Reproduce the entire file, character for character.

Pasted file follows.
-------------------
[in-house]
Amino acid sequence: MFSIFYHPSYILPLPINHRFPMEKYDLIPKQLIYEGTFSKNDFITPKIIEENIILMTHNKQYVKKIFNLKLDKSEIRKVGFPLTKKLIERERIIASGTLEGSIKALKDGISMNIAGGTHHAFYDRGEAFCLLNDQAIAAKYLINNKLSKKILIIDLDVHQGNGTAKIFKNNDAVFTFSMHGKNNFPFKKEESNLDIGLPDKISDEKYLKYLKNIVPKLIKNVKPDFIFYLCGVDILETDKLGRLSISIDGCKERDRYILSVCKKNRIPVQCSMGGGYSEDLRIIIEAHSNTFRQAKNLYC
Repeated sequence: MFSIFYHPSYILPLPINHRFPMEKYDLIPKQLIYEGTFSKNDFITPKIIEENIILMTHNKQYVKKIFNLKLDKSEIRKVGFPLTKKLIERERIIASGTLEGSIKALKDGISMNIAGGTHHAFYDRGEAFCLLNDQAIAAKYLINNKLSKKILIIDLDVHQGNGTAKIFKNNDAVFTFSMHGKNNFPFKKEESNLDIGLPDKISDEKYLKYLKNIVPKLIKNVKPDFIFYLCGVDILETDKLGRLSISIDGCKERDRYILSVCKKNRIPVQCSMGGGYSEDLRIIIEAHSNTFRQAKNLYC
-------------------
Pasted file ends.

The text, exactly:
[in-house]
Amino acid sequence: MFSIFYHPSYILPLPINHRFPMEKYDLIPKQLIYEGTFSKNDFITPKIIEENIILMTHNKQYVKKIFNLKLDKSEIRKVGFPLTKKLIERERIIASGTLEGSIKALKDGISMNIAGGTHHAFYDRGEAFCLLNDQAIAAKYLINNKLSKKILIIDLDVHQGNGTAKIFKNNDAVFTFSMHGKNNFPFKKEESNLDIGLPDKISDEKYLKYLKNIVPKLIKNVKPDFIFYLCGVDILETDKLGRLSISIDGCKERDRYILSVCKKNRIPVQCSMGGGYSEDLRIIIEAHSNTFRQAKNLYC
Repeated sequence: MFSIFYHPSYILPLPINHRFPMEKYDLIPKQLIYEGTFSKNDFITPKIIEENIILMTHNKQYVKKIFNLKLDKSEIRKVGFPLTKKLIERERIIASGTLEGSIKALKDGISMNIAGGTHHAFYDRGEAFCLLNDQAIAAKYLINNKLSKKILIIDLDVHQGNGTAKIFKNNDAVFTFSMHGKNNFPFKKEESNLDIGLPDKISDEKYLKYLKNIVPKLIKNVKPDFIFYLCGVDILETDKLGRLSISIDGCKERDRYILSVCKKNRIPVQCSMGGGYSEDLRIIIEAHSNTFRQAKNLYC